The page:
A winter storm watch is in effect for Dukes County and all of southeastern Massachusetts and some of the predictions are ominous in the amount of snow that could fall. The National Weather Service is predicting 10-16 inches for the Island, but there remains uncertainty about whether there will be any rain mixed in, Rodney Chai, a meteorologist in the National Weather Service’s Norton office, told The Times.
“It’s going to be a high impact weather day for sure on Saturday,” Chai said. “The key message is to keep monitoring the forecast.”
The Island is expected to begin feeling the effects of the nor’easter late Friday night and it’s forecast to be at its most fierce during the day Saturday. Wind gusts could reach 70 mph, Chai said. “There’s pretty high confidence we’ll see strong winds,” he said.
Coastal flooding is also a concern, particularly with the afternoon high tide on Saturday, Chai said.
The storm has the potential to knock down trees causing power outages.
Seas will also be a problem because of the strong sustained winds, Chai said.
That could mean cancellations for Steamship Authority ferries, particularly on Saturday.
“The National Weather Service has issued a winter storm watch for Cape Cod, Martha’s Vineyard and Nantucket for Saturday, January 29, 2022,” the SSA wrote in an alert to customers late Wednesday. “Although the storm is still several days away, there is a high likelihood of this storm causing service to be canceled for much or all of Saturday and possibly into Sunday morning. Please plan accordingly if you are traveling with us this weekend.”
Meanwhile, Island police departments are also warning Vineyarders to be prepared for the storm. West Tisbury Police issued an alert on their Facebook page urging folks to stay at home so the roads can be cleared. “An additional consideration if we are getting high winds and drifting snow is to make sure you clear around exhaust vents on the outside of your house,” the post states.
Then they had a little fun. “Stay tuned and don’t forget your French toast supplies,” the post states, a nod to the New England tradition of rushing to supermarkets to get bread, milk, and eggs ahead of a storm.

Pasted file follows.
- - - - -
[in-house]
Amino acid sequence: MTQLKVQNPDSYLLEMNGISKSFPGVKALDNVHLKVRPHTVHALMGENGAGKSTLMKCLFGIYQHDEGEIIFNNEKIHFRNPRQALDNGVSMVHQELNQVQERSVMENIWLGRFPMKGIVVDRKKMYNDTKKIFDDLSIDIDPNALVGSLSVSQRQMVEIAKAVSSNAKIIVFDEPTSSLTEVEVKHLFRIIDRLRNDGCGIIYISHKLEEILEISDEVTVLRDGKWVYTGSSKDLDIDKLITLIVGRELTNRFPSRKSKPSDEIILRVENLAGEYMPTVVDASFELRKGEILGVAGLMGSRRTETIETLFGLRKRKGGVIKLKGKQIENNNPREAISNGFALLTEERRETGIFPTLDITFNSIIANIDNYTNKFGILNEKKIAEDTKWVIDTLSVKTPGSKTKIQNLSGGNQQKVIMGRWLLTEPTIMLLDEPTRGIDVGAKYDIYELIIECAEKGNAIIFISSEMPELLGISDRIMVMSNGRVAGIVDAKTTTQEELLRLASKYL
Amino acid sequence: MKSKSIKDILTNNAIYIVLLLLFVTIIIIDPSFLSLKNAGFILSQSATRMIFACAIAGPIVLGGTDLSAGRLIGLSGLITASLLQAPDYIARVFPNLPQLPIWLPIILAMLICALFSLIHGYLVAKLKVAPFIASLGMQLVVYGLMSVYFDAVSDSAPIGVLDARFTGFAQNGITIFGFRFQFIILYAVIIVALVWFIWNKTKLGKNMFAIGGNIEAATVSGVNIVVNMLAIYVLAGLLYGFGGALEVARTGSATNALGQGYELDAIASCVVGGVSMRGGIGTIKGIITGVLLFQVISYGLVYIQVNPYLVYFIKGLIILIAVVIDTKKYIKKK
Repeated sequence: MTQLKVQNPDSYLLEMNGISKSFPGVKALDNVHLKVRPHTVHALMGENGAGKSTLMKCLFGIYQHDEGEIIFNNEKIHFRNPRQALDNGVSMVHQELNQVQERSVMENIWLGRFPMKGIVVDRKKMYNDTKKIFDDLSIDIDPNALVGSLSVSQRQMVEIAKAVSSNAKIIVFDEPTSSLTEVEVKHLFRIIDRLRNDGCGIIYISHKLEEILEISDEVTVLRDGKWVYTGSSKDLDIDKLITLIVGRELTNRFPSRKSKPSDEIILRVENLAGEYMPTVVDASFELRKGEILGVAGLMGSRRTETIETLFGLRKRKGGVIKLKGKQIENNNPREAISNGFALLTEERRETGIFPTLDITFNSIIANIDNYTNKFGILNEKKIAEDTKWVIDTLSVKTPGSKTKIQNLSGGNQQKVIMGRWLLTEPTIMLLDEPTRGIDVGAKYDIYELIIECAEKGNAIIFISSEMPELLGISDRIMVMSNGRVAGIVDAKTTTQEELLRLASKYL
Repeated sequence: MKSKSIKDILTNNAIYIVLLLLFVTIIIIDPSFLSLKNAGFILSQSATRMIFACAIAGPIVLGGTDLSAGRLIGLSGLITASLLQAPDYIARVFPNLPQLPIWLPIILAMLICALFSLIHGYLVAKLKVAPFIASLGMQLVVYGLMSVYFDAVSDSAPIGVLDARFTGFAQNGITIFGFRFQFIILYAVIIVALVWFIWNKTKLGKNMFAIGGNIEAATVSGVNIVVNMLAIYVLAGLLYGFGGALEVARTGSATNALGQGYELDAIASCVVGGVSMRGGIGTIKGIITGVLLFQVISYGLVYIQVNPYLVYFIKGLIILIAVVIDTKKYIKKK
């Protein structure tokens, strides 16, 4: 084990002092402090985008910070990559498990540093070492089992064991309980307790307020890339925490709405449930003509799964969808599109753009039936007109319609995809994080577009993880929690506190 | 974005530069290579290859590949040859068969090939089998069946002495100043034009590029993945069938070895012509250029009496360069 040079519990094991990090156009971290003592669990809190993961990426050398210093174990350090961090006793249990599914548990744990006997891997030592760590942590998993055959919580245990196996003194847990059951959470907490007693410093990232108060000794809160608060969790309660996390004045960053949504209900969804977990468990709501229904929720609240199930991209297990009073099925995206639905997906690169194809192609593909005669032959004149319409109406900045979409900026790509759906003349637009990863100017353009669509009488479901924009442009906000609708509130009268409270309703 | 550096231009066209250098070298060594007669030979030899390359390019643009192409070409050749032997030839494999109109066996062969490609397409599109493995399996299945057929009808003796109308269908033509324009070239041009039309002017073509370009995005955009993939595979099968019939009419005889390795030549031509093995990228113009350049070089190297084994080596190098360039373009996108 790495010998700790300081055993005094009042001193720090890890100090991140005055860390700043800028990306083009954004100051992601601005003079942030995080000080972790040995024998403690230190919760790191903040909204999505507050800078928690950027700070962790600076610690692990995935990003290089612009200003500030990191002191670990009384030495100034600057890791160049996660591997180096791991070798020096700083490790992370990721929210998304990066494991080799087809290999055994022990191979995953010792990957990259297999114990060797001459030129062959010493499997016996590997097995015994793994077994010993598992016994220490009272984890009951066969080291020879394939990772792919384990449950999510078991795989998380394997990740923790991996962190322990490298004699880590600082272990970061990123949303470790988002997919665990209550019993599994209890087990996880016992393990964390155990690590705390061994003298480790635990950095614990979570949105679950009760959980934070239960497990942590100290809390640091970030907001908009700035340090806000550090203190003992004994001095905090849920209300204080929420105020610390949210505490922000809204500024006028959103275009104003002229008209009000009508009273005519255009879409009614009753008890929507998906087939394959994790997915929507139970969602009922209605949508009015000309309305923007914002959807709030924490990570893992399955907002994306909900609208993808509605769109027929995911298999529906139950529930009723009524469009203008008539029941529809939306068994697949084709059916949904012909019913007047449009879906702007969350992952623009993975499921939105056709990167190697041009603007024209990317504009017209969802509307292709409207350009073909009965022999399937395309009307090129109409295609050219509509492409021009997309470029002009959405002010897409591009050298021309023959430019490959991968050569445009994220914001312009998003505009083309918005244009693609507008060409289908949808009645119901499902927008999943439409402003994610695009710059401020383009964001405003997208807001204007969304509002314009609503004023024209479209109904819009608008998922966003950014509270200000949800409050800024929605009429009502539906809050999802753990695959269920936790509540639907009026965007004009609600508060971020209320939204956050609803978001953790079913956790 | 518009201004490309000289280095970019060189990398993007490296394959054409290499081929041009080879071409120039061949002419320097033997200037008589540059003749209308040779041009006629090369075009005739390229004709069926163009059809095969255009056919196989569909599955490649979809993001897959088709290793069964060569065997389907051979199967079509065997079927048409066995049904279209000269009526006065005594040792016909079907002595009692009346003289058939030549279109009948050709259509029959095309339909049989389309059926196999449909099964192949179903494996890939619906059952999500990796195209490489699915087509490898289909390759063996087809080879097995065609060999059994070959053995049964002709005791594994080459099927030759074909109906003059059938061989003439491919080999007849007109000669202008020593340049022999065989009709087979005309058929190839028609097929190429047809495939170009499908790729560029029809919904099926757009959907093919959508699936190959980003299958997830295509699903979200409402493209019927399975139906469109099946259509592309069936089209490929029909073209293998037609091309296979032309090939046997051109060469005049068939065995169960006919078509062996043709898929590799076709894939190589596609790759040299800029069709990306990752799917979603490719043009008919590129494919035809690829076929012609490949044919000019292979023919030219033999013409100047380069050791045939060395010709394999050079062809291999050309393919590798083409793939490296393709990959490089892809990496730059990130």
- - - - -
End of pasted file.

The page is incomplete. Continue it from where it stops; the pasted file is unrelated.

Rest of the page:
In Tisbury, the town sent out an email alert reminding residents of the town’s sidewalk shoveling bylaw. Anyone with a property that abuts a sidewalk is required to remove the snow within four hours of the snow stopping or face fines beginning at $50, according to the bylaw.
Karen Tewhey, executive director of Harbor Homes Martha’s Vineyard, told the Times a shelter will be open at 5 pm Friday at Martha’s Vineyard Community Services. The shelter will remain open all day on Saturday and will remain open on Sunday until the snow abates.
Meanwhile, the town of Aquinnah has sent out information urging residents to prepare for the storm and possible power outages.
Here’s what they recommend ahead of the storm:
Water: 1 gallon per day per person; additional water (fill bathtub, other containers) for flushing toilets, cleaning, pets, etc. Well water depends on electric pumps that will not work if power is out.
Food: nonperishable /non cook food to last at least 3 days.
Health: ample supply of medications; medical information sheet (e.g., prescriptions, allergies), first aid kit; pet meds; all necessary health-related equipment
Flashlights, extra batteries, candles, matches; supplies for fireplace, woodstove, outdoor grill, etc. if safe to use
Cell phone/chargers (home and vehicle); emergency radio (battery operated – WMVY)
Vital documents – ID, credit cards, cash, contact info for family
Take steps to protect yourself, your property, and your neighbors
Fill up/charge up vehicles.
Take in/stow/ secure outdoor furniture, grills, garden equipment, dinghies, kayaks etc.
Secure doors and windows; have tarp, duct tape handy.
Deal promptly with potential hazards (trees, overhanging limbs) that could cause damage
Contact neighbors to offer assistance
Here’s what they suggest during the storm:
Shelter in place if possible – stay in rooms protected from possible home damage from wind/rain/debris/trees
Survey damage only after danger is passed; undertake safe clean up and assist neighbors.
Conserve vehicle fuel /aid first responders by not exploring post-storm.
According to the email, Aquinnah Town Hall will be used as a warming shelter when its safe to venture out. The Wampanoag Tribe of Gay Head (Aquinnah) will have an overnight shelter available.
Source Here: mvtimes.com
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